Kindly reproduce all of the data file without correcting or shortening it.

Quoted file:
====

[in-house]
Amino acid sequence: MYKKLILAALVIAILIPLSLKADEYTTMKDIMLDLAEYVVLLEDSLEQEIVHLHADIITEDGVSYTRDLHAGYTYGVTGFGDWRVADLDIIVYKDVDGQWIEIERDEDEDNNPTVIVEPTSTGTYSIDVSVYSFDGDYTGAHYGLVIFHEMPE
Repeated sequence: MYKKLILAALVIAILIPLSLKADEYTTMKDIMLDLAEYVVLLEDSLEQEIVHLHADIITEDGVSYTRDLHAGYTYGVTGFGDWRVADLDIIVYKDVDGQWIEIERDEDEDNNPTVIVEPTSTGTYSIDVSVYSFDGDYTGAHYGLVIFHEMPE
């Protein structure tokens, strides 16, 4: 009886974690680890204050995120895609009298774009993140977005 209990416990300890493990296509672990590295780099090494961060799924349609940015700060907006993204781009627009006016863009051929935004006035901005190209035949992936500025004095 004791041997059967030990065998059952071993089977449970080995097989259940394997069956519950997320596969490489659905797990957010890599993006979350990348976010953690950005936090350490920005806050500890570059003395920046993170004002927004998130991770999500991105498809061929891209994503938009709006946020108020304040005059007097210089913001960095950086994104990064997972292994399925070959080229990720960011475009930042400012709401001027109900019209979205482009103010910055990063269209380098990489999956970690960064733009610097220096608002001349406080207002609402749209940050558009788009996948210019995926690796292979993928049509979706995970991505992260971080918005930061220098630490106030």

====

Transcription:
[in-house]
Amino acid sequence: MYKKLILAALVIAILIPLSLKADEYTTMKDIMLDLAEYVVLLEDSLEQEIVHLHADIITEDGVSYTRDLHAGYTYGVTGFGDWRVADLDIIVYKDVDGQWIEIERDEDEDNNPTVIVEPTSTGTYSIDVSVYSFDGDYTGAHYGLVIFHEMPE
Repeated sequence: MYKKLILAALVIAILIPLSLKADEYTTMKDIMLDLAEYVVLLEDSLEQEIVHLHADIITEDGVSYTRDLHAGYTYGVTGFGDWRVADLDIIVYKDVDGQWIEIERDEDEDNNPTVIVEPTSTGTYSIDVSVYSFDGDYTGAHYGLVIFHEMPE
């Protein structure tokens, strides 16, 4: 009886974690680890204050995120895609009298774009993140977005 209990416990300890493990296509672990590295780099090494961060799924349609940015700060907006993204781009627009006016863009051929935004006035901005190209035949992936500025004095 004791041997059967030990065998059952071993089977449970080995097989259940394997069956519950997320596969490489659905797990957010890599993006979350990348976010953690950005936090350490920005806050500890570059003395920046993170004002927004998130991770999500991105498809061929891209994503938009709006946020108020304040005059007097210089913001960095950086994104990064997972292994399925070959080229990720960011475009930042400012709401001027109900019209979205482009103010910055990063269209380098990489999956970690960064733009610097220096608002001349406080207002609402749209940050558009788009996948210019995926690796292979993928049509979706995970991505992260971080918005930061220098630490106030």